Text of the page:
5) Cited by Cherniss in the Foreword and the Academy, I, p. XXI.



not only as to Plato, but also to the presocratic Cherniss thinkers. entertains as to more hopeful the of Aristotle's expectations study than Shorey did. He is convinced that good results may Metaphysics be expected, if only all the evidence if is taken into consideration; all the material is carefully is weighed and sifted brought together, it to Plato's own testimony, by comparing being the chief means of control we have at our disposal. Till now, he argues, only part of the material has been drawn into consideration. lent part of the work has beeji performed des Id?es et des Nombres platonicienne But Io Robin confined Numbers, whereas A great and excelby L. Robin in La th?orie d'apr?s Aristote (1908).

psychological, may often illuminate of Ideas. for controlling any

his investigation to the theory of Ideas and the Aristotelian treatment of Platonic physical, is ethical and political and theory equally interesting obscure points in the treatment himself of the most deprived of the theory valuable help

And 2? Robin Aristotle's reference


By his great of which the first volume that solid procure a tenable taxation true solution the volume cism basis

from testimony, by carefully refraining to any of Plato's writings. work Aristotle's Criticism of Plato and the Academy,

at Baltimore, 1944, Cherniss will appeared for the forming which is indispensable of of the value of Aristotle's a and for testimony, of "the riddle of the Early Academy". In his second will be more former the author's and treated, especially Critiwork, Aristotle's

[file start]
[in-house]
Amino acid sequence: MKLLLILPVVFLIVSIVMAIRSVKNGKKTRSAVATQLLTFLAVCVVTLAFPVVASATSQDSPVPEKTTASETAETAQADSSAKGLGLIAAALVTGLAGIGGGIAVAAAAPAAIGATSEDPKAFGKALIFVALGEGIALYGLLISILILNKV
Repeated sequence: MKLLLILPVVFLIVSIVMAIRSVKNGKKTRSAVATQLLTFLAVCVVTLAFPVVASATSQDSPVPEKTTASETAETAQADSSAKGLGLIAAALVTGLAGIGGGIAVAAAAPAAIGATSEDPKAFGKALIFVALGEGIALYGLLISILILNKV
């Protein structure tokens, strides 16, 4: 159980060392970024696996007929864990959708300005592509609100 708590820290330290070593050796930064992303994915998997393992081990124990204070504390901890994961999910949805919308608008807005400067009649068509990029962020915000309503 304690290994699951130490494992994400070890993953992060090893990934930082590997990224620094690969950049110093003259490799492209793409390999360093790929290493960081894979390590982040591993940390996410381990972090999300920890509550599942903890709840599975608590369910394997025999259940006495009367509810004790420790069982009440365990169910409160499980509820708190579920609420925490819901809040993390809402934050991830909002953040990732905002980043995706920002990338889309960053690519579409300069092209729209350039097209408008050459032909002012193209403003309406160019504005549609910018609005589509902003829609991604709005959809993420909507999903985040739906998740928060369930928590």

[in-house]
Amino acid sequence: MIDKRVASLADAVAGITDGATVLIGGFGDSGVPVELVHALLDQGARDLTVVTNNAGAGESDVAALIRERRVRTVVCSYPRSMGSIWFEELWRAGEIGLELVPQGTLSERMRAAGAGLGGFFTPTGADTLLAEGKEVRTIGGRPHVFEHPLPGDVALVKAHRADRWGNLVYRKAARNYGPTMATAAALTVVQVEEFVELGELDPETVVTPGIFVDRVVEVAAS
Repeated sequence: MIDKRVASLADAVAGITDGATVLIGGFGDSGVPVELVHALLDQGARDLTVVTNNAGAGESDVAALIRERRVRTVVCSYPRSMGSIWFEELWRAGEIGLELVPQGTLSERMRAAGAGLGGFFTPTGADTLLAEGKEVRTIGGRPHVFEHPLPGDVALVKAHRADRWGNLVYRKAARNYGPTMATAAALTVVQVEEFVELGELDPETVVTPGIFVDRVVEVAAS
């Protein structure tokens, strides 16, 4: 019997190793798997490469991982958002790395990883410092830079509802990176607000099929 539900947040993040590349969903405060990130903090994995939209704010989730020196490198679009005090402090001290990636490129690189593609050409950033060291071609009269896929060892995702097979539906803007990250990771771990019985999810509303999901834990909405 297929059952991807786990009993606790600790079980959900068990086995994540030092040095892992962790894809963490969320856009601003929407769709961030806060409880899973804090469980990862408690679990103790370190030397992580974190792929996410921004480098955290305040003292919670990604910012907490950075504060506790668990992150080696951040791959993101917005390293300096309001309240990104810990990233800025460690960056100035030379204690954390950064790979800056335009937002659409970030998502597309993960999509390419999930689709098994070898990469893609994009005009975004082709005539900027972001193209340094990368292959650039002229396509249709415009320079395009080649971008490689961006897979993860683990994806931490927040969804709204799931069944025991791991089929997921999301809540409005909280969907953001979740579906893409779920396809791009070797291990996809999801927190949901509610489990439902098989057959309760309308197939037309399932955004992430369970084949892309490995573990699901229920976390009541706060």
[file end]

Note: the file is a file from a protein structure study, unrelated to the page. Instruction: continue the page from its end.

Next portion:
number-theories conclusion

for the final

will also be used. Philosophy, Prof. Cherniss has anticipated his own results the smaller book The Riddle of the Early Academy by publishing Here he gives his own solution Press, (Univ. of California 1945). for "the riddle", being a radical rejection of Aristotle's testimony, as far as it says anything about be found in the dialogues. The as follows. runs, shortly put, Plato and Platonism that is not to chapter argumentation of the first

of Presocratic In the meanwhile

In the discrepancy between the ideal theory of the dialogues and the doctrine which Aristotle ascribes to Plato, modern critics often showed more confidence in the account of Aristotle than in Plato's own work. Now this is an amazing these critics fact, being almost without must know who from perexception university-teachers,

PROBLEMS CONCERNING LATER PLATONISM sonai become experience how mutilated and distorted their own

201 thoughts Surely method to or a col-

by passing through in the present times it would accept league's as evidence report of

the notebooks be deemed